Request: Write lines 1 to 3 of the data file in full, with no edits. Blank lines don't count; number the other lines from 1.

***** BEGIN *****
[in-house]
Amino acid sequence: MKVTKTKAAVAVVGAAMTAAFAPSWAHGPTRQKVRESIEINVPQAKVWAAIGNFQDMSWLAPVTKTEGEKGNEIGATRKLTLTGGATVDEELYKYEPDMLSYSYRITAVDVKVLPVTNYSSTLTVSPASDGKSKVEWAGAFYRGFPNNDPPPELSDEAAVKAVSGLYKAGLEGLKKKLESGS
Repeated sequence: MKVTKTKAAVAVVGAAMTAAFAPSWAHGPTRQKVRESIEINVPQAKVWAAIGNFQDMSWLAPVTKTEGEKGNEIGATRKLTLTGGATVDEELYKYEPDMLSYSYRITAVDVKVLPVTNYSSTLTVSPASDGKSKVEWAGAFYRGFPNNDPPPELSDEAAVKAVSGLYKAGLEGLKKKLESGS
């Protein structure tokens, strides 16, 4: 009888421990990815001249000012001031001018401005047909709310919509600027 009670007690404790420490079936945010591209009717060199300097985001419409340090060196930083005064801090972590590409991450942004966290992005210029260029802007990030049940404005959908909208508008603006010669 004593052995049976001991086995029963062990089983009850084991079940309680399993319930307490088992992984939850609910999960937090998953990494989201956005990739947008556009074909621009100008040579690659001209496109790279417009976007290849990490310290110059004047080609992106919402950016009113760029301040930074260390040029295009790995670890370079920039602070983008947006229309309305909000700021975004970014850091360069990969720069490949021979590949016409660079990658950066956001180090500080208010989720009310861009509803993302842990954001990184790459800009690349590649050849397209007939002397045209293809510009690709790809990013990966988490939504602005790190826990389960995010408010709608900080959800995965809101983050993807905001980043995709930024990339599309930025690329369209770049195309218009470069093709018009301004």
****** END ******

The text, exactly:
[in-house]
Amino acid sequence: MKVTKTKAAVAVVGAAMTAAFAPSWAHGPTRQKVRESIEINVPQAKVWAAIGNFQDMSWLAPVTKTEGEKGNEIGATRKLTLTGGATVDEELYKYEPDMLSYSYRITAVDVKVLPVTNYSSTLTVSPASDGKSKVEWAGAFYRGFPNNDPPPELSDEAAVKAVSGLYKAGLEGLKKKLESGS
Repeated sequence: MKVTKTKAAVAVVGAAMTAAFAPSWAHGPTRQKVRESIEINVPQAKVWAAIGNFQDMSWLAPVTKTEGEKGNEIGATRKLTLTGGATVDEELYKYEPDMLSYSYRITAVDVKVLPVTNYSSTLTVSPASDGKSKVEWAGAFYRGFPNNDPPPELSDEAAVKAVSGLYKAGLEGLKKKLESGS